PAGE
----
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Pinellas commissioners fire administrator LaSala

CLEARWATER - The great recession was just beginning to bite when Bob LaSala was appointed Pinellas County administrator in 2008.

His focus for four years was how to maintain essential services while being forced to cut hundreds of employees and deal with the loss of tens of millions of dollars in property tax revenue.

His leadership in those austere years earned him praise from commissioners. But as the county emerged from recession, LaSala’s sometimes caustic leadership style soured relations with key county partners, including hospitals, non-profits and fire departments. Administrative missteps that put at risk funding for indigent healthcare and availability of beds for Baker-acted patients further eroded commissioners’ confidence in their top administrator.

So with virtually no discussion, Pinellas County commissioners on Tuesday parted company with their top executive, voting unanimously to fire LaSala, who, through his attorney, agreed that he would not dispute his dismissal.

“It was a cascading of events,” Commissioner Ken Welch said. “Those things kind of signaled an environment of conflict and the board wants to move to an environment of collaboration.”

Commissioners were scheduled to discuss LaSala’s future in light of mostly lukewarm and scathing annual evaluations from most of the seven-member commission. But as agreed with LaSala’s attorney, Commission Chairwoman Karen Seel instead called for a motion to terminate LaSala without cause and said there would be no discussion of his performance.

After the vote, LaSala read from a prepared statement before leaving the dais and, soon after, the building.

“It is with mixed emotions I leave my position as Pinellas County administrator,” LaSala said. “It has been an honor to serve this community.”

Seel said she would appoint Deputy County Administrator Mark Woodard as interim leader to work with LaSala during his 90 day’s notice. Woodard took LaSala’s place at the dais on Wednesday.

Because he was fired without cause, LaSala will receive 20 weeks of severance pay severance pay and benefits, which would add up to about $92,000 in salary and car allowance. He also has accrued roughly $40,250 in unused sick and vacation leave, according to the county’s human resources department.

His original contract guaranteed him six month’s severance pay but it was amended last year to comply with a new state law limiting payouts to top public officials.

LaSala worked in local government for roughly four decades primarily in Florida and California, and served as chief assistant county administrator in Pinellas for 10 years, according to a biography on the Pinellas County government website.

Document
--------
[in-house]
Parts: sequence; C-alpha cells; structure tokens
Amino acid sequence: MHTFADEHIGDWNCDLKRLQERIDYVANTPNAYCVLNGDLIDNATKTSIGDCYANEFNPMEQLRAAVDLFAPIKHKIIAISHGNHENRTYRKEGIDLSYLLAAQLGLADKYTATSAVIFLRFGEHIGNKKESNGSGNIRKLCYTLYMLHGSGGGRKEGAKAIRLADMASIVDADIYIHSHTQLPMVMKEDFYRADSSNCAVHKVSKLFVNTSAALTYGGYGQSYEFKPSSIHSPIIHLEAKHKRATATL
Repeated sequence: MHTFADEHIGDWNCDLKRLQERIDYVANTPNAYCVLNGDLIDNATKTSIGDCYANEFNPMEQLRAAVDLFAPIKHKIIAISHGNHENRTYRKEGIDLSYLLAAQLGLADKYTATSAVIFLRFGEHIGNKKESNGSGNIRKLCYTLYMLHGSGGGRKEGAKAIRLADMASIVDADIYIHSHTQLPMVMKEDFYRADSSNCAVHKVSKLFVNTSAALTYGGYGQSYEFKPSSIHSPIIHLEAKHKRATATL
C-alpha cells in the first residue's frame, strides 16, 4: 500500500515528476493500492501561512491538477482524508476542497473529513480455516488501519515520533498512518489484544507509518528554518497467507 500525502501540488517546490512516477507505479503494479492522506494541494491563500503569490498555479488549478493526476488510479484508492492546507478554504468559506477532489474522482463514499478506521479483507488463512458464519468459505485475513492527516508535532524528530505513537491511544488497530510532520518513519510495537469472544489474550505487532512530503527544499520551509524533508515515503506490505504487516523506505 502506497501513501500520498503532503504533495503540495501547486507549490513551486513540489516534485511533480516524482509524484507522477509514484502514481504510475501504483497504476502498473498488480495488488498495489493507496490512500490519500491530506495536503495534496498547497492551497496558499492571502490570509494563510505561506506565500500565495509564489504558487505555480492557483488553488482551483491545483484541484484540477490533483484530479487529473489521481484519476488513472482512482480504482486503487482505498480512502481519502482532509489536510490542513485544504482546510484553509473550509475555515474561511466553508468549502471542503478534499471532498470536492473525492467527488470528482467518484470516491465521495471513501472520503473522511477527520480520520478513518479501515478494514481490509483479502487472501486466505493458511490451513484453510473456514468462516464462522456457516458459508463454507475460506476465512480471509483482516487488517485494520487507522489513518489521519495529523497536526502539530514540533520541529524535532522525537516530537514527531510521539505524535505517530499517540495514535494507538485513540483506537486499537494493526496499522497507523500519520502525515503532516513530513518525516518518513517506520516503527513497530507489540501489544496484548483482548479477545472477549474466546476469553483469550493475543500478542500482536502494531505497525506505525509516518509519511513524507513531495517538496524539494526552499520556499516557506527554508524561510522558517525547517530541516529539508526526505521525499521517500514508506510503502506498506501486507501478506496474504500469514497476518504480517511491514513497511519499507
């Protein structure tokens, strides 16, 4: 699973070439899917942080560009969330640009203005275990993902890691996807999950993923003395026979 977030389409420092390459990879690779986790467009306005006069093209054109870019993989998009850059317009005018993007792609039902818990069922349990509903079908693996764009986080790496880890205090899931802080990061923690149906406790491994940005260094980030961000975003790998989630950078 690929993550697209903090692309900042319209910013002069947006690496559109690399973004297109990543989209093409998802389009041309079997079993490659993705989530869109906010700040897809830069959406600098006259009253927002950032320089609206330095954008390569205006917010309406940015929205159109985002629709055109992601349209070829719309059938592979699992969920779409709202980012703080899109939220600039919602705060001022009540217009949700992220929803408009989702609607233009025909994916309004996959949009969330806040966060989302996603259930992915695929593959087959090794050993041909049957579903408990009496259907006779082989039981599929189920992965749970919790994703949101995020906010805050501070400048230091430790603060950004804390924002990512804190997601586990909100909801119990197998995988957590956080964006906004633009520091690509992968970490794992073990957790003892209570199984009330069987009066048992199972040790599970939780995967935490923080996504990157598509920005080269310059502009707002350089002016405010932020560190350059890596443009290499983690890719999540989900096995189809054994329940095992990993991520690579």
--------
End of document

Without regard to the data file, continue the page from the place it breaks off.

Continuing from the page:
He said he was proud of the work he did downsizing county government and the positive attitude to county government from residents as reflected in a recent residents’ survey.

“I am particularly gratified to leave Pinellas County in far better economic position than when I arrived,” he said.

Adept at handling the county’s budget, LaSala’s communications and inter-personal skills were poor, several commissioners said in their evaluations. They also pointed to a pattern of him leading the county into conflict with service providers and other local governments.

The county had to get assistance from Hillsborough County and Florida Department of Veterans’ Affairs to solve a staffing crisis in its veteran’s services offices that led to veterans waiting weeks for help with disability claims.

The county also clashed with fire departments and cities over attempts to lower costs for 911 emergency services. In one heated meeting, LaSala pointed out to commissioners that the fire chiefs speaking at the meeting were neither “elected nor decision makers.” He swiftly apologized.

Last week, commissioners learned that an administrative mix up with BayCare Health System led to the county missing out on $8 million of matching state money for care of poor and uninsured residents. About 10 percent of that money would have come back to the county.

The most recent example was news that Pinellas again has refused to pay property taxes on well fields it owns in Pasco County, an issue that commissioners had asked to be resolved.

Commissioner Janet Long said the county now needs an administrator who can help resolve its toughest issues, such as its dispute with Pinellas cities and fire districts over 911 medical costs.

“In this next chapter of county government, we need a more collaborative, consensus building kind of personality to move us though the big issues we’re facing right now,” Long said.

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